The next day our route climbed up to about 7,800 feet, and we passed several scenic overlooks on the east side of the lake — Pumice Castle, Castle Rock and Sentinel Rock. At Kerr Notch, we gazed down on the wild rock formation of the island called Phantom Ship. The wind dropped off, and as the sun climbed in the sky, we were soon stripped down to shirtsleeves.
As the trail wound away from the rim and out of sight of the water for miles at a time, we found open snowfields and pristine angles that made us wish for telemark skis and skins. We passed two more avalanche areas and arrived at Sun Notch (mile 26) in late afternoon, electing to camp one last night on the rim.
I collapsed on my sleeping pad, just above the sloping curve down to the lake, enjoying the afternoon sun on my face. I mocked Brendan as he dug the most elaborate snow camp yet: snow blocks forming a wall against the wind, a deep trench in front of the tent with a sheltered kitchen area. “You are obsessed,” I said. “I am so not helping you.”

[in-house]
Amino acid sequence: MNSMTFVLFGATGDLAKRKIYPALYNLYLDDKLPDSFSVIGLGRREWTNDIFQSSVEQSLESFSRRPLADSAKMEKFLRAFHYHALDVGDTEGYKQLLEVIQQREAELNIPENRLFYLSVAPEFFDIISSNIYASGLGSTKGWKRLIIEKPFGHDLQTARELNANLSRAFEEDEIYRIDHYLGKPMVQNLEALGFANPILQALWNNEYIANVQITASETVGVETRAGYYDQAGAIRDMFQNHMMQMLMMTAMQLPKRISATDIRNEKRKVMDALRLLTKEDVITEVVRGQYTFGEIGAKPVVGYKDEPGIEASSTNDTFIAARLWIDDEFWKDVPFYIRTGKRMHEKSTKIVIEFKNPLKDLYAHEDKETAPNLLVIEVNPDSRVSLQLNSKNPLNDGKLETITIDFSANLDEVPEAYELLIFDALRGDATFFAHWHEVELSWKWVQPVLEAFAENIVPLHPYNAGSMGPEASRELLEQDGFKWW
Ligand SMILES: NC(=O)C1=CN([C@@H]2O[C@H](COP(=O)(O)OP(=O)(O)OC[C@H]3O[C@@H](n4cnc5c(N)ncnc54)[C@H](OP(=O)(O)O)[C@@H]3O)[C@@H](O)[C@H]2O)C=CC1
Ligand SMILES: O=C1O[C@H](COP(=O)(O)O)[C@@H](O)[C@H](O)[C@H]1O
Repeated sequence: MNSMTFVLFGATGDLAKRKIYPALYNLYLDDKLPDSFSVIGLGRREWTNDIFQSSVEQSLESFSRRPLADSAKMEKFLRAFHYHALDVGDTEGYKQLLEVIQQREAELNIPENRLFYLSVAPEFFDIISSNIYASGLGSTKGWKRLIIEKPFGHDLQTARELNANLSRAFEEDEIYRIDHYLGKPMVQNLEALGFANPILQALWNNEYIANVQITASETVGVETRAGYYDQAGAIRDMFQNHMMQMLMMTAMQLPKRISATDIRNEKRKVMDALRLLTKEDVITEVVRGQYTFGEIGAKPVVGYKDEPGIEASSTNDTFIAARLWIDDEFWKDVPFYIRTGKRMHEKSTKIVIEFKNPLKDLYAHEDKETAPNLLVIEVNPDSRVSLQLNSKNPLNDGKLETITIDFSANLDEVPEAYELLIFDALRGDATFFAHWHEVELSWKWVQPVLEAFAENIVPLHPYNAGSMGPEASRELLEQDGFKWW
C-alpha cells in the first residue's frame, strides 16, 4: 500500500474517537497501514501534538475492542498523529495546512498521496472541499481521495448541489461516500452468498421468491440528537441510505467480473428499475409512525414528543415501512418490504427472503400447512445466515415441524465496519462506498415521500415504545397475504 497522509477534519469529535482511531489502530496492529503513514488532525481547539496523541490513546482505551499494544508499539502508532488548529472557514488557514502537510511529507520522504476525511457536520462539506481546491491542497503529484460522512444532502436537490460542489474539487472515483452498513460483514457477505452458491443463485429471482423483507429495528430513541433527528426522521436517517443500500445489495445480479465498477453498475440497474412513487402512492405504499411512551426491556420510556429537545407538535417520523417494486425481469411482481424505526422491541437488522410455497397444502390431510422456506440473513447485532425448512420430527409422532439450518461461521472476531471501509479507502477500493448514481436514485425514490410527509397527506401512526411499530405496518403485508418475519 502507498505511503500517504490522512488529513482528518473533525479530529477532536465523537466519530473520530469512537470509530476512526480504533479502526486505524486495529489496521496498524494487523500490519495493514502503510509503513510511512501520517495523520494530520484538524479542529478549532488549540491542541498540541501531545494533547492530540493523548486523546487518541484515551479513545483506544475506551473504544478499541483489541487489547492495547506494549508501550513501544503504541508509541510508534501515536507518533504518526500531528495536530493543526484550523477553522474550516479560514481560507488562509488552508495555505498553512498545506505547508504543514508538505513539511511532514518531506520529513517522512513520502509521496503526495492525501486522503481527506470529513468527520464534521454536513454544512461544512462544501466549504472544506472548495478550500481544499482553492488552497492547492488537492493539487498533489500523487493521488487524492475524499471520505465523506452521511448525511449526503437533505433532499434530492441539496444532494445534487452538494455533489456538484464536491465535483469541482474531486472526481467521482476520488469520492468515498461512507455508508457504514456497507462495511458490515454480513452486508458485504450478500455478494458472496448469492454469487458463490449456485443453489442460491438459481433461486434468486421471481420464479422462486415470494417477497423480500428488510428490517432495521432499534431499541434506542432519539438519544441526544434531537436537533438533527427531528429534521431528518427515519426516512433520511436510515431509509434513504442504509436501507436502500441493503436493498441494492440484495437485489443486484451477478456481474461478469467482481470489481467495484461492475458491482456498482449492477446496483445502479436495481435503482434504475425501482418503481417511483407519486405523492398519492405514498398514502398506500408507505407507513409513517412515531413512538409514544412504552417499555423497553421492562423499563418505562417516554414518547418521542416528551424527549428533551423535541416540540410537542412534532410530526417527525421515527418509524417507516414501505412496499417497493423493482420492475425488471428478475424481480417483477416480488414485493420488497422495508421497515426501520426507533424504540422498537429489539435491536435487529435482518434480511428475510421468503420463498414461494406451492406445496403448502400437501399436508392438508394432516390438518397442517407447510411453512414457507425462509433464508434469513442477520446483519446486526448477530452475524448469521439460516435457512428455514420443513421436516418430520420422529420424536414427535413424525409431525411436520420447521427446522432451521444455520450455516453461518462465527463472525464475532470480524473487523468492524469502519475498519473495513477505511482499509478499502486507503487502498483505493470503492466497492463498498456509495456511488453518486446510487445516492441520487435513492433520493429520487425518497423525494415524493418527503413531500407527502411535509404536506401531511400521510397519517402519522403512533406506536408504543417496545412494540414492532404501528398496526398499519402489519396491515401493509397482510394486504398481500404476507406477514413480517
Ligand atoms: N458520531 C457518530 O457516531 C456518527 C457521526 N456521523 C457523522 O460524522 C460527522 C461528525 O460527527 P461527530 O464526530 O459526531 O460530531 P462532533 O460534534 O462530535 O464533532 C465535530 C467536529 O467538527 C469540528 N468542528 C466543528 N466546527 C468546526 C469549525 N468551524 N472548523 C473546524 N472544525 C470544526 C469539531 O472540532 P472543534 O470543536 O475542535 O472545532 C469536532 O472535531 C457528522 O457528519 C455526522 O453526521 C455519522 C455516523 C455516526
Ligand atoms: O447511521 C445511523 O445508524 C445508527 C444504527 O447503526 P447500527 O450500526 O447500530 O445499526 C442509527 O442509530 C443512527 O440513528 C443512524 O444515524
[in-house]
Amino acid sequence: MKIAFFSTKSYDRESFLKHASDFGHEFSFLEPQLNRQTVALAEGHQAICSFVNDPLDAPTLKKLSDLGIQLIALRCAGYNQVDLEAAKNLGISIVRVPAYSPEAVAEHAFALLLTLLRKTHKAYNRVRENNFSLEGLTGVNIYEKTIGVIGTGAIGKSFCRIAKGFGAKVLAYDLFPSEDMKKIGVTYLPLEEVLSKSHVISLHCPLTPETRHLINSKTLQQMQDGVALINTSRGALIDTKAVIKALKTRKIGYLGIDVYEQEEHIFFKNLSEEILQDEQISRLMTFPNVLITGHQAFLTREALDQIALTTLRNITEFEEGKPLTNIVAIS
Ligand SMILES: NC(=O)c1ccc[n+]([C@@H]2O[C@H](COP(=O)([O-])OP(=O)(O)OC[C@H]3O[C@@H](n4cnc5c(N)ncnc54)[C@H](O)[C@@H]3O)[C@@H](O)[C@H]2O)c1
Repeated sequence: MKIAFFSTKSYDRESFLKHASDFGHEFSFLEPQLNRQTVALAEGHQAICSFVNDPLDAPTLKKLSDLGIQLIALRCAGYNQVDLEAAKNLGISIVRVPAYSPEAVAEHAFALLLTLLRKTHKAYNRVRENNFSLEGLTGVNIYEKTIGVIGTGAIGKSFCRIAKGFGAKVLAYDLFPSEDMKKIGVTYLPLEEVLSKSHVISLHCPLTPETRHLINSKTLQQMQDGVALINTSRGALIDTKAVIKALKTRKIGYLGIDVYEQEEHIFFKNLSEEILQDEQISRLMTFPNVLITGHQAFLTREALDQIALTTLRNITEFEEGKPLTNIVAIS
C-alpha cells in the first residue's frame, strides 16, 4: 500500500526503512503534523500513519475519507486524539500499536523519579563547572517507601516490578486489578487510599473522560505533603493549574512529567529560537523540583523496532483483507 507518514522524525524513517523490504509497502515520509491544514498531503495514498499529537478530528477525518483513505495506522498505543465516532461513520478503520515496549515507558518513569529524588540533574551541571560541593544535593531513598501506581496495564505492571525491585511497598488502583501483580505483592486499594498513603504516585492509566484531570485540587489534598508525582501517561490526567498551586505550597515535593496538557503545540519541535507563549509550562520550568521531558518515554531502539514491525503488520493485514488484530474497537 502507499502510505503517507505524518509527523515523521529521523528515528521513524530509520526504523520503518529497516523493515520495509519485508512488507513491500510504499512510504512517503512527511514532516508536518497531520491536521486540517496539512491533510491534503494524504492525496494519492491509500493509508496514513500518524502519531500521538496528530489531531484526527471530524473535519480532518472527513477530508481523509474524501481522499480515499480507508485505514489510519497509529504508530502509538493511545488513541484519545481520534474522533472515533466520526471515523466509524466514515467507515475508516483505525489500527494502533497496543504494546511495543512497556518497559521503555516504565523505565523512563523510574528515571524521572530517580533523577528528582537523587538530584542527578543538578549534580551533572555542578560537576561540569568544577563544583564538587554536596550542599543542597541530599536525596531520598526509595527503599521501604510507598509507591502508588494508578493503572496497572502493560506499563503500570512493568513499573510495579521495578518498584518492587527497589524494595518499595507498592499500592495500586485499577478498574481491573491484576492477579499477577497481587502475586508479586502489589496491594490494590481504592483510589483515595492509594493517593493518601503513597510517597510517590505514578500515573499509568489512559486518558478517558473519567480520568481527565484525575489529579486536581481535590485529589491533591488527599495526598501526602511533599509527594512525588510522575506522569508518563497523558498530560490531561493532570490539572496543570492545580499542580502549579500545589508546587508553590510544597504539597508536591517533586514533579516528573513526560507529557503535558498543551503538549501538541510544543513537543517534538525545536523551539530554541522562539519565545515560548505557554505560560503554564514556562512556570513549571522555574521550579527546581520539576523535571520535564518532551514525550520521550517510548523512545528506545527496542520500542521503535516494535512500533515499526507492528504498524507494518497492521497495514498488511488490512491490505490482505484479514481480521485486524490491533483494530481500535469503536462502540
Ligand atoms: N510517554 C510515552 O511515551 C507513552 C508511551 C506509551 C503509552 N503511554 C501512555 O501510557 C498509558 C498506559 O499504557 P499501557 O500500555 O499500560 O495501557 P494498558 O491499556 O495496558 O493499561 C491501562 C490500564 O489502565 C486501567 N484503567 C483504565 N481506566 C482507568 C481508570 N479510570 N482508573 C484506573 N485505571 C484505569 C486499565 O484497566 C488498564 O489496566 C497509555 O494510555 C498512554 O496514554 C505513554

We settled in for the night, watching another glorious sunset, this time with an encore as it slid behind Eagle Point, then popped out again for a brief time before dipping into the black waters.
Fast track home
Our trip was destined to end as it began: with the wind. It came up from the east at 1 a.m. and flattened our tent. By dawn we’d spent several sleepless hours with the tent flattened down on us by incredible gusts. I started counting their duration to pass the time — 43, 44, 45 …
At first light we agreed to bail fast. It seemed like a concession to skip coffee, but it was soon clear that we had no option. When Brendan got out, the tent, now lightened of his weight, slid forward in the wind and landed — with me — in the deep kitchen trench I’d mocked him for digging. We fought the wind, shoving our gear into our packs at record speed, wary of the now icy slope at our feet.